Confidence of retail investments sector in FCA suffers
Excessive regulation and the FCA’s “focus on the wrong things” are among the factors for the lack of confidence of many firms in the regulator.
The UK Financial Conduct Authority (FCA) has gotten some assessment from the firms it regulates and although the overall picture is positive, retail investment firms do not confirm to have high confidence in the regulator and its abilities to achieve its goals. If we had been allowed to talk in sentimental terms, we could have said that the retail investment firms hate the FCA. But interpreting the data in more neutral terms, we can safely say that the retail investments sector appears to show the tiniest approval of pretty much any aspect of the FCA’s work, be it enforcement or preparation for Brexit.
Let’s get to the numbers.
This year the FCA and FCA Practitioner Panel have once again carried out a joint survey of regulated firms to monitor the industry’s perception of the regulator and to what extent it is meeting its objectives. The joint survey was conducted by Kantar Public on behalf of the FCA and the Panel. Fieldwork took place between January and March 2018. In total, 2,613 firms completed the survey, constituting a response rate of 26%.
Over the last year, there has been an improvement in the perception of the FCA’s performance against all three of its operational objectives (consumer protection; protecting the integrity of the financial system; promoting effective competition). But this is where the positive news ends, as the retail investments sector offers a slightly different assessment.
For instance, the vast majority of firms (86%) were confident that the FCA was delivering on its strategic objective of ensuring financial markets function well. Levels of confidence were slightly lower in the Retail Investments sector (81%).
Across all objectives, the proportion of firms reporting higher levels of confidence was lower among the Retail Investments and Retail Banking sectors.
- Consumer protection – 78% of firms in the Retail Investments sector were confident compared with 85% of firms overall;
- Protecting integrity of the financial system – 78% of firms in the Retail Investments sector were confident compared with 85% of firms overall;
- Promoting effective competition – 67% of firms in the Retail Investments sector were confident compared with 72% of firms overall.
Firms who reported lower levels of confidence in the FCA’s ability to meet its objectives were asked to describe their reasons for a lack of confidence. The most common reasons given by firms were: large firms have an unfair advantage over small firms (cited by 31% of firms who reported low levels of confidence), excessive regulation (31%) increased costs (15%) and the FCA focusing on the wrong things (13%).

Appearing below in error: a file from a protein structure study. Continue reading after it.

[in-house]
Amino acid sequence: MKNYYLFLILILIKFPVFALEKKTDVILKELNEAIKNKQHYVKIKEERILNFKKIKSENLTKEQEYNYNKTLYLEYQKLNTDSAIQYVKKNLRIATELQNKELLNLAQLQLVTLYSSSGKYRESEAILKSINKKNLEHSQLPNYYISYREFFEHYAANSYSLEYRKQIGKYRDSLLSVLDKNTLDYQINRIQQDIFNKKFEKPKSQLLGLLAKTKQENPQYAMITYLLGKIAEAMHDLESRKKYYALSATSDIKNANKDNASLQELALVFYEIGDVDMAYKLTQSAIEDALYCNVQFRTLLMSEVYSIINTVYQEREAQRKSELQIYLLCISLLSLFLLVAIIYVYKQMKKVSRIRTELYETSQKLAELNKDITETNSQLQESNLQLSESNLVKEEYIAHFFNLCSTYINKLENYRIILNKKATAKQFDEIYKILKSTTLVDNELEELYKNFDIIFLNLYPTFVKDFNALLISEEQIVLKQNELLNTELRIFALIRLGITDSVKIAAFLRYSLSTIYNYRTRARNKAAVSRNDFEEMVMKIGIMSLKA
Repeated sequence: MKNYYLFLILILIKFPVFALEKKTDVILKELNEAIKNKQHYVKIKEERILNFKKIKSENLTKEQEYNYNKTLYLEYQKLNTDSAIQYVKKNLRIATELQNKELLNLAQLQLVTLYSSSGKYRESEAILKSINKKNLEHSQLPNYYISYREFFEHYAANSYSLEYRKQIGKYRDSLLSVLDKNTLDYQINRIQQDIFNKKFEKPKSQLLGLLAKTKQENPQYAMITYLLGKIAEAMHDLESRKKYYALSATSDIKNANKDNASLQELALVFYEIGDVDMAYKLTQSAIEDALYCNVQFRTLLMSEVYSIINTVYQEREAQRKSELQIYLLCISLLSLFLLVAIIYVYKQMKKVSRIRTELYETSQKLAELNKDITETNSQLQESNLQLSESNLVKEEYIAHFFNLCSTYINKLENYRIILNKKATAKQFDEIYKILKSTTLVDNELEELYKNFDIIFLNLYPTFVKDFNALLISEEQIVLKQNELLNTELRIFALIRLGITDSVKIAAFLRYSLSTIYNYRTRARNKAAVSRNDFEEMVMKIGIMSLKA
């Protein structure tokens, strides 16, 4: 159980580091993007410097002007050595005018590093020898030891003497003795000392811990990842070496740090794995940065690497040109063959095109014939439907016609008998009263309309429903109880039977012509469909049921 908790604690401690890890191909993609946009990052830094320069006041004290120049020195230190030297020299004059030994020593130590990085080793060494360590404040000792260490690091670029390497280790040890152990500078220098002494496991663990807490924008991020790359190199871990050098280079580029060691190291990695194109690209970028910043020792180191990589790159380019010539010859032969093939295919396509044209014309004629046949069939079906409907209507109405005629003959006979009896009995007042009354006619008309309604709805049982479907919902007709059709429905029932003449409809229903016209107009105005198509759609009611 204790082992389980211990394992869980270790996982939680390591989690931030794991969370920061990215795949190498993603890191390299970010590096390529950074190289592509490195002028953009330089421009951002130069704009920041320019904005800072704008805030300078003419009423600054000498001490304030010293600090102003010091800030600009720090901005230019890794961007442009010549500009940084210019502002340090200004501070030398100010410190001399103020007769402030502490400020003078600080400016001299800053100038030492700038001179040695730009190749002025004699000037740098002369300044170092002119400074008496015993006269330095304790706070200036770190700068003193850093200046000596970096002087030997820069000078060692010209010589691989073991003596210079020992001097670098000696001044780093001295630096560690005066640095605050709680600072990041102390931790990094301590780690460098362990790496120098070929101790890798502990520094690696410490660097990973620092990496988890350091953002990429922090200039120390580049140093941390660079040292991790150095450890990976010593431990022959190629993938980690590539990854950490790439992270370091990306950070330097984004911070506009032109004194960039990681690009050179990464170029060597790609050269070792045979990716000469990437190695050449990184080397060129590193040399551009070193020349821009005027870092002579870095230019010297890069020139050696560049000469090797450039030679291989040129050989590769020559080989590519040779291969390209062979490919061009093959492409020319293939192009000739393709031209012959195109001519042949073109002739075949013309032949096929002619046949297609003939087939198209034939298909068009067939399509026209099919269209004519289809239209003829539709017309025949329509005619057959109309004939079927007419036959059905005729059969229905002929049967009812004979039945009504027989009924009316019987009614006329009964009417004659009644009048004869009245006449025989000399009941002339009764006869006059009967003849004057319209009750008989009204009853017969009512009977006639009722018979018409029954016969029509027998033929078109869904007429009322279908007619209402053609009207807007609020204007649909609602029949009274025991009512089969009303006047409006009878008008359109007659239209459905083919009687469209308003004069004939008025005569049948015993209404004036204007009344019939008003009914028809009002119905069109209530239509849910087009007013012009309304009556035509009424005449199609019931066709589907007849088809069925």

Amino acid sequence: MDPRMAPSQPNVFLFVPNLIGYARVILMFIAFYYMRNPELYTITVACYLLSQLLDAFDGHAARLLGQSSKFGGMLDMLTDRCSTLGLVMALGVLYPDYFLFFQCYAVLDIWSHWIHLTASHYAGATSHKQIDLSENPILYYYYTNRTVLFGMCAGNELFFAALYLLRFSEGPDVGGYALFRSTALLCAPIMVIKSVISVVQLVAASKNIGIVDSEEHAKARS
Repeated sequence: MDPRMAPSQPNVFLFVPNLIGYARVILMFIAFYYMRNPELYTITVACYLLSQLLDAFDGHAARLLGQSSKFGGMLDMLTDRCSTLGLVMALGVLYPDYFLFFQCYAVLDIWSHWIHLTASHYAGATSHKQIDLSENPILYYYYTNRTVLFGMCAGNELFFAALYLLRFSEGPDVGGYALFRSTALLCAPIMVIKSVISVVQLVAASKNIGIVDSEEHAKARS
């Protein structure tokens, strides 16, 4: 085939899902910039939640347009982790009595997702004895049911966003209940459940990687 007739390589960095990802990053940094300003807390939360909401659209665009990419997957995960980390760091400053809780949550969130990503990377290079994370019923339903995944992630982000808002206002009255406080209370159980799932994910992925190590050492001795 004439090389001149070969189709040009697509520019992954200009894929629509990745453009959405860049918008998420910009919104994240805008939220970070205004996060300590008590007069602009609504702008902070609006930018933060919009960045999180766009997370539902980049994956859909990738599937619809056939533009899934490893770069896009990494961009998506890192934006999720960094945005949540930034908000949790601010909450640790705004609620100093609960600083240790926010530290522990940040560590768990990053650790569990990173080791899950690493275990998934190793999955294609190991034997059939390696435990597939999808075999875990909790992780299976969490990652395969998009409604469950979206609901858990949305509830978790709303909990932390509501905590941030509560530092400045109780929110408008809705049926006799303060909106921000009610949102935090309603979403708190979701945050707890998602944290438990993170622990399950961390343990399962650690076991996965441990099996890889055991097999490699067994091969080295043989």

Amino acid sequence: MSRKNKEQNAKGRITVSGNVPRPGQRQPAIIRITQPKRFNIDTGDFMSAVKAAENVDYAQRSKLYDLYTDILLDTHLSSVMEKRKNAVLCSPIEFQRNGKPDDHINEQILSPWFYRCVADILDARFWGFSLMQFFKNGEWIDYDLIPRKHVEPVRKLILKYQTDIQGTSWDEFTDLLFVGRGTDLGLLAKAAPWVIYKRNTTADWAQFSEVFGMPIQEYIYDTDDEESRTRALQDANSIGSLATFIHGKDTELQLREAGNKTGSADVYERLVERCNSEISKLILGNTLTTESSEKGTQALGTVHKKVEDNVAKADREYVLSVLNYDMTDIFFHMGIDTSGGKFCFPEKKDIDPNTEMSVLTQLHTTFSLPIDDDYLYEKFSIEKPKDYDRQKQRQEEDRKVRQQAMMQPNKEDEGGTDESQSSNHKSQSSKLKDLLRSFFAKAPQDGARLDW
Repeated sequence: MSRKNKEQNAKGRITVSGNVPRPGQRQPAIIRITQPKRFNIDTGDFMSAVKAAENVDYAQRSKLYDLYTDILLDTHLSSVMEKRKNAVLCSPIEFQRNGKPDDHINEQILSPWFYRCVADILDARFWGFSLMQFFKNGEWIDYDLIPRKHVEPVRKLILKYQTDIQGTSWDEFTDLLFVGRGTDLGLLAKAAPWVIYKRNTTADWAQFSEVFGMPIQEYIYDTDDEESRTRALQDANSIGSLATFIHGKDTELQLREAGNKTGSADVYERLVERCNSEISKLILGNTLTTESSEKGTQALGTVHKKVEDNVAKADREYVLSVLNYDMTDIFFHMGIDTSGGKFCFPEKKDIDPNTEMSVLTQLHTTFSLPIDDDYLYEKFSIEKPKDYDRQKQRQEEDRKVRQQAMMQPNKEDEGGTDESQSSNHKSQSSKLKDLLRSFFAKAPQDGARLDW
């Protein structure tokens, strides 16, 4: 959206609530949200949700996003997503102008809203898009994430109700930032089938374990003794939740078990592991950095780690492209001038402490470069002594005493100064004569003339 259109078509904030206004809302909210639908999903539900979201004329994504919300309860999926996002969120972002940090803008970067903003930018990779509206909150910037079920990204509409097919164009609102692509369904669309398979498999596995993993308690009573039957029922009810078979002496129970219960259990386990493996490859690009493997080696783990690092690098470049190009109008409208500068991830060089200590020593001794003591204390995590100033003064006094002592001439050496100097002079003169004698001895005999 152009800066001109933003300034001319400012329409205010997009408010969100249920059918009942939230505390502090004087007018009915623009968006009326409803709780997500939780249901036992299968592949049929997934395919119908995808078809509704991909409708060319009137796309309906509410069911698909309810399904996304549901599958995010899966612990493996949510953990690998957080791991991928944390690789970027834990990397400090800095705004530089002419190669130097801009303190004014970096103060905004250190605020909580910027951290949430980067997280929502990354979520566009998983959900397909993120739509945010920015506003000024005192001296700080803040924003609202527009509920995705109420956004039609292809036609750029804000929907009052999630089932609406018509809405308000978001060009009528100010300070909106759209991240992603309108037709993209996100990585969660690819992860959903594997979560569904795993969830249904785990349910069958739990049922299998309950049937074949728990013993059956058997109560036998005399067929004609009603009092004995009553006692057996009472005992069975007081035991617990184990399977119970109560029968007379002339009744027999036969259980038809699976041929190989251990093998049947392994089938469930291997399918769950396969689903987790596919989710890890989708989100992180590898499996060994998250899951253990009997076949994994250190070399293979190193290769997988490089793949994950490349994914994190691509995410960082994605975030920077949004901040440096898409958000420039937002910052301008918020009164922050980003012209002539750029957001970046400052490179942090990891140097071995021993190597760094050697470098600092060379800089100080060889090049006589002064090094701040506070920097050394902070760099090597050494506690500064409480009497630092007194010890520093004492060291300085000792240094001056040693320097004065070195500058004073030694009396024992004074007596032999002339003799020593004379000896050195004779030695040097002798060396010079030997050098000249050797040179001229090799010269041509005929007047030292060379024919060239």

Perceptions of the effectiveness of the FCA were lower in the Retail Investments sector (6.7) and highest among Retail Lending sector firms (7.6).
Trust levels across the different sectors are broadly the same. Retail Investment firms were the least likely to report an increase in trust (13%).
Furthermore, just three in ten firms (31%) agreed that the FCA acts proportionately, so that the costs imposed on firms in their sector are proportionate to the benefits gained by the sector, with 38% of firms saying that they disagreed with this statement. This appears to be a particular concern in the Retail Investment sector (surprise! – Ed.). Half of the firms in this sector (51%) disagreed with this statement, a significantly higher level of disagreement than firms in other sectors.
In all sectors apart from Retail Investments, three quarters of firms agreed that FCA enforcement action in their sector(s) is effective at reinforcing the FCA’s expectations. Firms in the Retail Investment sector were less likely to agree, with two thirds (67%) agreeing.
The support that the FCA says it is offering to firms throughout the Brexit process was not quite appreciated by retail investment firms either. Firms in the Investment Management and Retail Investments sectors are invariably the least likely to agree that the FCA is performing well in terms of communicating with and supporting firms through the Brexit process.
All firms were provided with an opportunity to express what they felt the FCA should be doing ahead of the UK’s withdrawal from the EU. Ensuring clear and regular communication with firms was cited as a priority by 14% of firms, while 13% of firms would like the FCA to communicate the effect that leaving the EU will have. Just under one in ten firms (9%) commented that it was too early to say what the FCA should be doing in this area.
The analysis of the findings has identified a number of areas for improvement which the FCA promises it will address over the coming year. These include transparency of regulation and more forward-looking regulation.